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Home News Healthy Swimming Tips to Read Before Taking That Dip
David Morgan
575-528-5197 Office
575-649-0754 Mobile

Healthy Swimming Tips to Read Before Taking That Dip

June 1, 2016 - Public Relations - Information

School’s out; summer is here, and that means pool season has begun. There are so many options for safe swimming in the region from public swimming pools, to pools at local hotels, apartment complexes, maybe even your own backyard.

Swimming is one of the most popular sports activities in the United States. The New Mexico Department of Health (NMDOH) reports just 2.5 hours of water-based (or other forms of) physical activity per week has health benefits no matter how old you are. As with any exercise, the only way we get the most health benefits is when we’re careful do our part to reduce our chances of illness and injury.

According to the Centers for Disease Control and Prevention (CDC) Recreational Water Illness (RWI) can be caused by germs spread by swallowing, breathing in mists or aerosols of, or having contact with contaminated water in swimming pools, hot tubs/spas, water playgrounds, lakes, or any other body of water. RWIs are a wide variety of infections, including gastrointestinal, skin, ear, respiratory, eye, neurologic, and wound infections.

Most outbreaks reported to CDC linked to any body of water we swim, relax, and play in are outbreaks of diarrhea.  The outbreaks are caused by germs like norovirus, E. coli and more, and these germs—sometimes millions at a time—can spread when someone who is sick has diarrhea in the water. Other people can get sick if they swallow the germy water—even just a mouthful.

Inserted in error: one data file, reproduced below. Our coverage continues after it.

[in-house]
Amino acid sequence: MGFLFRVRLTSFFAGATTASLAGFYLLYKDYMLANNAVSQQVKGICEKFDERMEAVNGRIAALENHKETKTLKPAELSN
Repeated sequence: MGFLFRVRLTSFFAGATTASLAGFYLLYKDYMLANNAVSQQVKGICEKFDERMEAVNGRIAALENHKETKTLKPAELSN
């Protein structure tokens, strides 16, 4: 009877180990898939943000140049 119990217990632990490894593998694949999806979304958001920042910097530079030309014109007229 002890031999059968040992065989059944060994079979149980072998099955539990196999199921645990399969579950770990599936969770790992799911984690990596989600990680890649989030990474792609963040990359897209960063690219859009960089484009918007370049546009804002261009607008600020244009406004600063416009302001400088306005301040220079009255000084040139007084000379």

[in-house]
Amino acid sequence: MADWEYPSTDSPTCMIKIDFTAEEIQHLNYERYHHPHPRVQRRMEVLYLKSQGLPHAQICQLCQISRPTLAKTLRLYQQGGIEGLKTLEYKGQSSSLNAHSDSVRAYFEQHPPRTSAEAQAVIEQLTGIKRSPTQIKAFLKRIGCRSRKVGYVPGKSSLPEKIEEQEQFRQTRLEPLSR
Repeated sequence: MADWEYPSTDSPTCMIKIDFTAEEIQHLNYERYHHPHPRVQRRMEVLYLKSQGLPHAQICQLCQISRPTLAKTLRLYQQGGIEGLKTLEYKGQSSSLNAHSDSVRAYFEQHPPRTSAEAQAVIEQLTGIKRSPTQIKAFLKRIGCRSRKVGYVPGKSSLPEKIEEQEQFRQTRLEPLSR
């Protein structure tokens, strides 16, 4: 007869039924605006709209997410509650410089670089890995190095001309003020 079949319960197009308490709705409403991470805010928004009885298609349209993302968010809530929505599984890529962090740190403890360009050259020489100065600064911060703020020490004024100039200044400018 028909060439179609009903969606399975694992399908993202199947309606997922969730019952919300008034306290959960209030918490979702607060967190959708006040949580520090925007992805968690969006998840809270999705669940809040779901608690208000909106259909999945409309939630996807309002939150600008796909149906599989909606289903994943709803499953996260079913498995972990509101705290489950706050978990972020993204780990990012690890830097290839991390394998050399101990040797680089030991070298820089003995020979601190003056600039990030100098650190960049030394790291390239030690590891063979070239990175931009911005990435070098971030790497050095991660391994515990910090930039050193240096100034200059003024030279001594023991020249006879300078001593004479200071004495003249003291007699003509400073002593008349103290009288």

According to the CDC, pool chemicals, like chlorine or bromine, are added to the water to kill germs. But they don't work right away. If used properly, they can kill most germs within a few minutes. However, some germs can live in properly treated water for several days.

The job of pool chemicals is to kill germs. But when pee, poop, sweat, and even dirt sheds off our bodies into the water, the chemicals break down these other things instead of killing germs. This uses up the chemicals' power, which means there's less to kill germs.

So when we go swimming remember we share the water—and the germs in it—with everyone. Help protect yourself, your family, and your friends from germs follow these easy and effective steps each time you get in the water:

  • Stay out of the water if you have diarrhea.
  • Stay out of the water if you have an open wound (for example, from surgery or a piercing) that is not covered with a waterproof bandage.
  • Shower before you get in the water. Rinsing off in the shower for just 1 minute removes most of the dirt or anything else on your body.
  • Protect against sunburn by using sunscreen with at least SPF 15 that blocks both UVA and UVB rays.

Take kids on bathroom breaks often. Check diapers, and change them in a bathroom or diaper-changing area–not poolside–to keep germs away from the pool.

All good, practical tips for keeping summer swimming safe and fun!


Media Contact

We would be happy to provide additional information about this press release. Simply contact David Morgan at 575-528-5197 (Office) or 575-649-0754 (Mobile) with your questions.


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